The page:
Incyte’s HIV Drug Reverset in Phase II Trial Shows Potential in Lowering Viral Load When Taken With Other Drugs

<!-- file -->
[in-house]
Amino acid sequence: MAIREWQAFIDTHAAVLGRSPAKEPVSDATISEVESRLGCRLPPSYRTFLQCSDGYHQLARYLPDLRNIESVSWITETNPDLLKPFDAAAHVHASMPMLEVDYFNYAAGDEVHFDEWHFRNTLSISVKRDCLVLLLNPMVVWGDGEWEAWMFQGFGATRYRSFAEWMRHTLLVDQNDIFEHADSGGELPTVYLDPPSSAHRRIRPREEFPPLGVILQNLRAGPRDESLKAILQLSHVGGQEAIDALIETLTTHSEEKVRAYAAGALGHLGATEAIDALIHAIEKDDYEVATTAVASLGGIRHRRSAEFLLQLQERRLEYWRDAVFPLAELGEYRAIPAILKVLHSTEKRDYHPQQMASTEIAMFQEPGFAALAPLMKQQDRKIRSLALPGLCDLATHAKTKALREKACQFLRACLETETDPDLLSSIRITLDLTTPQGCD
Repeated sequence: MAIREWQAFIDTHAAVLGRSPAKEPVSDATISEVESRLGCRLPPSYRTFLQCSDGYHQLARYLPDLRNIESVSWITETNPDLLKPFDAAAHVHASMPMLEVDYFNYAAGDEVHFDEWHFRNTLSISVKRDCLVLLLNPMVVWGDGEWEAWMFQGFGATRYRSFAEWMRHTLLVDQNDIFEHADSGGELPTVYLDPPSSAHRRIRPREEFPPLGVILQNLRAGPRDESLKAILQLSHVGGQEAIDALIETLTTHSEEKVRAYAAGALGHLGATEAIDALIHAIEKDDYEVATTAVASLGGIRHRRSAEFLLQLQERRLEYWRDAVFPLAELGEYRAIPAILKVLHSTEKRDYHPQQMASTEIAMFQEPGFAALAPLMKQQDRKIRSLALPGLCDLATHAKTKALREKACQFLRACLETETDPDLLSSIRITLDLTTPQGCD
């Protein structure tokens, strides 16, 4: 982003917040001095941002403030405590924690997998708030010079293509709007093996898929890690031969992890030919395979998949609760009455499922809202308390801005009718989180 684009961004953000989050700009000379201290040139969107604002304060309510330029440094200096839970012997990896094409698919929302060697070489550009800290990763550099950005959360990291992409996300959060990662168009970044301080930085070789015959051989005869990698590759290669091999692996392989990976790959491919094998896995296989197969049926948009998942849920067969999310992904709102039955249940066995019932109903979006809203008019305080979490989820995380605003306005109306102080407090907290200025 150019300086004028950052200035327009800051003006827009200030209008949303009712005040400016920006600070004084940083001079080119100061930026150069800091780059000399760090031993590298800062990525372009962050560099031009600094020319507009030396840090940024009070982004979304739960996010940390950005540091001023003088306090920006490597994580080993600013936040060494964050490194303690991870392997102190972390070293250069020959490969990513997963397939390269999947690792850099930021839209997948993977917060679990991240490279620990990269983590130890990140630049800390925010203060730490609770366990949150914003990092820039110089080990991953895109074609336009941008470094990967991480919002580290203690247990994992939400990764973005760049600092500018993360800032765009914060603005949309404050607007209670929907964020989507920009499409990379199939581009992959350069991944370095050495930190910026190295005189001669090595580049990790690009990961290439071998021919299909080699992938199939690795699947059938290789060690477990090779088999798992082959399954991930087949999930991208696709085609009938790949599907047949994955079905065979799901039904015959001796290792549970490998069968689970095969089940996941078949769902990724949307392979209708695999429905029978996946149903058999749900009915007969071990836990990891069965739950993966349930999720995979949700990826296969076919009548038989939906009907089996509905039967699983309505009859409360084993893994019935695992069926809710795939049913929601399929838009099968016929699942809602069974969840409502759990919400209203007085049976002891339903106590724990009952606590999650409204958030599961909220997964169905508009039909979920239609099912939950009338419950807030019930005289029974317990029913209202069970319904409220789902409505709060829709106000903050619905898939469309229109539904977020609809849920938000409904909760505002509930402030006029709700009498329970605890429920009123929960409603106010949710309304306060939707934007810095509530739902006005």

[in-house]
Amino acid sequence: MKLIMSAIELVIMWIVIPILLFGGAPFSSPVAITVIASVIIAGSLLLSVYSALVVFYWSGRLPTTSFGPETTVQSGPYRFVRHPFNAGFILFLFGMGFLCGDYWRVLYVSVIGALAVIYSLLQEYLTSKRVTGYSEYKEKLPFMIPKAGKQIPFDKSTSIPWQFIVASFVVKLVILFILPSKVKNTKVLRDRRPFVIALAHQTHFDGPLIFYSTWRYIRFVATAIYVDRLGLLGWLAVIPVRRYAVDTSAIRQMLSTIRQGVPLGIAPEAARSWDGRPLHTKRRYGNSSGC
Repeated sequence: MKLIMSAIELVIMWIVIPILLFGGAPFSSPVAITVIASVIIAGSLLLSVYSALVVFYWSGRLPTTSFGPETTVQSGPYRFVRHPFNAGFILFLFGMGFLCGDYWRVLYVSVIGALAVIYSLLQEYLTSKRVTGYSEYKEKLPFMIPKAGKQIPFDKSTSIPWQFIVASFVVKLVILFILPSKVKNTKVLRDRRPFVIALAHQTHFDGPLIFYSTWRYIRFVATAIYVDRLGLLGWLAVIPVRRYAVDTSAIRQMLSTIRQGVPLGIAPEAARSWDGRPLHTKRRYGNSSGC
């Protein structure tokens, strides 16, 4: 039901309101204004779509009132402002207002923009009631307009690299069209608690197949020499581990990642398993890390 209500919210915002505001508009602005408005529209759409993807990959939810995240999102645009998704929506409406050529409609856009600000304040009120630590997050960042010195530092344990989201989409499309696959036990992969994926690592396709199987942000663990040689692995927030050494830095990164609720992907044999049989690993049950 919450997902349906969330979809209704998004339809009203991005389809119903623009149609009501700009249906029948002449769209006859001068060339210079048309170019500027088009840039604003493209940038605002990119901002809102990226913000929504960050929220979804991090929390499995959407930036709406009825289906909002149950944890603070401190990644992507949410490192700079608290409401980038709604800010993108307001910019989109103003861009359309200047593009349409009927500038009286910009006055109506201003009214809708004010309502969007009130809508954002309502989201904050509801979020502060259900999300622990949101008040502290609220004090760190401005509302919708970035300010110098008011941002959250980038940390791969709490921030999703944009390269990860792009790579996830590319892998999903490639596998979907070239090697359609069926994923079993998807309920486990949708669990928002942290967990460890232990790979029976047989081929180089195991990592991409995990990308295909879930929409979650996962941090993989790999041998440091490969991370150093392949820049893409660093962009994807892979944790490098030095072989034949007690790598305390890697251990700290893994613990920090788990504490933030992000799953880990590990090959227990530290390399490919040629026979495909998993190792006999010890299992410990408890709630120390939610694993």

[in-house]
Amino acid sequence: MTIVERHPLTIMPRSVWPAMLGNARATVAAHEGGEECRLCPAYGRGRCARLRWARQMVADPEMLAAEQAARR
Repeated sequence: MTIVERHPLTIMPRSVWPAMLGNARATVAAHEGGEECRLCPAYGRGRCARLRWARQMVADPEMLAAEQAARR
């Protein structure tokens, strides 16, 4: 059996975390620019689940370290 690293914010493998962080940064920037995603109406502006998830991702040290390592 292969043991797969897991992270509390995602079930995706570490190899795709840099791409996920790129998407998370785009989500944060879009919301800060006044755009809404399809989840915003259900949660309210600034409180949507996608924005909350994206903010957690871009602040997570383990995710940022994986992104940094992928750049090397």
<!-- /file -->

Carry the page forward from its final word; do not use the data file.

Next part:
Delaware-based biotechnology firm Incyte on Monday said its antiretroviral drug Reverset produced better-than-expected results in a Phase II clinical trial among patients who were not responding to their current treatment, Dow Jones Newswires/Wall Street Journal reports. The six-month study involving 199 treatment-experienced patients examined three different dose levels -- 50 milligrams, 100 milligrams and 200 milligrams -- of the once-daily medication taken in combination with other antiretrovirals (Dow Jones Newswires/Wall Street Journal, 7/26). Among patients taking the highest dosage, 54% experienced a decrease of more than 90% in their HIV viral load after four months. Among patients who received a placebo with their standard combination therapy, 40% experienced a similar decrease in viral load (Reuters, 7/25). Researchers concluded that the lower doses of the drug were not as effective as the 200-milligram dose. Two study participants who were taking the 100-milligram dose with the FDA-approved antiretrovirals didanosine and tenofovir experienced symptoms of pancreatitis. Researchers said Reverset should not be used with didanosine, which is associated with pancreatitis (Dow Jones Newswires/Wall Street Journal, 7/26). Incyte's shares fell 15% after it released the trial results, but the company said it plans to proceed with Phase III trials of the drug later this year (Reuters, 7/25).This is part of the KHN Morning Briefing, a summary of health policy coverage from major news organizations. Sign up for an email subscription.